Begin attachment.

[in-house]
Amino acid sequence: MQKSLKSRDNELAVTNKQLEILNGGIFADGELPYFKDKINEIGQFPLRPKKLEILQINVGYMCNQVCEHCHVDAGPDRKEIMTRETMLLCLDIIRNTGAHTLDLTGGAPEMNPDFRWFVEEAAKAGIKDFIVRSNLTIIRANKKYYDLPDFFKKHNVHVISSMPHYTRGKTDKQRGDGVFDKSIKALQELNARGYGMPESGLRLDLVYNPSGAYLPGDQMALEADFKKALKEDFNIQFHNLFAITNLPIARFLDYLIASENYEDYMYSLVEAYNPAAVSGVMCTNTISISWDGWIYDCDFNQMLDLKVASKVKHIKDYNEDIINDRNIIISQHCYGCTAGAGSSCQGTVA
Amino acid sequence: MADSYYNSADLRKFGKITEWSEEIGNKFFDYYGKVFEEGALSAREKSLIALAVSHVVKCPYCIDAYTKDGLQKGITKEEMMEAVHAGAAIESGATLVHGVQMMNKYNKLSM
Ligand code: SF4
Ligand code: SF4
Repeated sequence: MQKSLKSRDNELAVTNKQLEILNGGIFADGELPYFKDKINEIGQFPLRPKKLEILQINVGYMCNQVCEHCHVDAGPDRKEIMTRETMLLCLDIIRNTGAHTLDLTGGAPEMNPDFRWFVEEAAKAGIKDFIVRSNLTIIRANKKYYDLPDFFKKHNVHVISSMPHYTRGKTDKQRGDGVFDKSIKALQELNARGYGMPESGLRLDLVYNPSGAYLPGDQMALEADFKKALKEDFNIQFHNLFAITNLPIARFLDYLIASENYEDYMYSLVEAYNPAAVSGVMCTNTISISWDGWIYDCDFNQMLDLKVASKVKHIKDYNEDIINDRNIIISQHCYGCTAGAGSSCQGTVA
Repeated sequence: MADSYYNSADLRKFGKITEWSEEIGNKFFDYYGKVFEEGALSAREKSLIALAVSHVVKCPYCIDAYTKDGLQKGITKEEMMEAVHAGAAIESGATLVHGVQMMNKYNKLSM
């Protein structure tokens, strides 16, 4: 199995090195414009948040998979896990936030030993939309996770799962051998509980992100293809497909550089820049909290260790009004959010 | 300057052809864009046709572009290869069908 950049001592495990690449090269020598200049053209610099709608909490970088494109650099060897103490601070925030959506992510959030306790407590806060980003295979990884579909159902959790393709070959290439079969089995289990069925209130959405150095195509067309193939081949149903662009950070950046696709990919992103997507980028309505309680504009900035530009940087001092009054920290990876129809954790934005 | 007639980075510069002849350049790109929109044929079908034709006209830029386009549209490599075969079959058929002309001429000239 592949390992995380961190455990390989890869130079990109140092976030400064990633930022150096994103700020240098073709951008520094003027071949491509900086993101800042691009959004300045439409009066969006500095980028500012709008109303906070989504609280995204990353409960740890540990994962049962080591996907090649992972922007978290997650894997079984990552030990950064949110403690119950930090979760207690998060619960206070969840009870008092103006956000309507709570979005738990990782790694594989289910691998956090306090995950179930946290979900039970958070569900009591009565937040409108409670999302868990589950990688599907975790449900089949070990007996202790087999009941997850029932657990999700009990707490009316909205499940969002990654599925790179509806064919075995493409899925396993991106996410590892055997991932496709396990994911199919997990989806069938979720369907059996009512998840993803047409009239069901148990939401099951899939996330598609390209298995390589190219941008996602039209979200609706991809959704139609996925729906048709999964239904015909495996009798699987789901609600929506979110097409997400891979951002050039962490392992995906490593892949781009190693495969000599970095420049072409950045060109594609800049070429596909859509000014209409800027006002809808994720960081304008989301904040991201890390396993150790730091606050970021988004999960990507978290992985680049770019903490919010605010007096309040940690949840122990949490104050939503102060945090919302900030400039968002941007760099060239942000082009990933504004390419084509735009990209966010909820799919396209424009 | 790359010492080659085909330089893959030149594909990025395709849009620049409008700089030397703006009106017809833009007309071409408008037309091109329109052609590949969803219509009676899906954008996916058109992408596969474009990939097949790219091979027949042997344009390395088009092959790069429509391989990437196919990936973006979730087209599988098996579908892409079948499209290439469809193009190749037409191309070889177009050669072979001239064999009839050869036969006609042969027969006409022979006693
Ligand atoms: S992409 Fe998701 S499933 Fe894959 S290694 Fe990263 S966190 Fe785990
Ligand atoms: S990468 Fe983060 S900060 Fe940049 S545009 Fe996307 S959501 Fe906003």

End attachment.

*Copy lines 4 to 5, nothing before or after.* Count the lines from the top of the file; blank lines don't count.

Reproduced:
Ligand code: SF4
Ligand code: SF4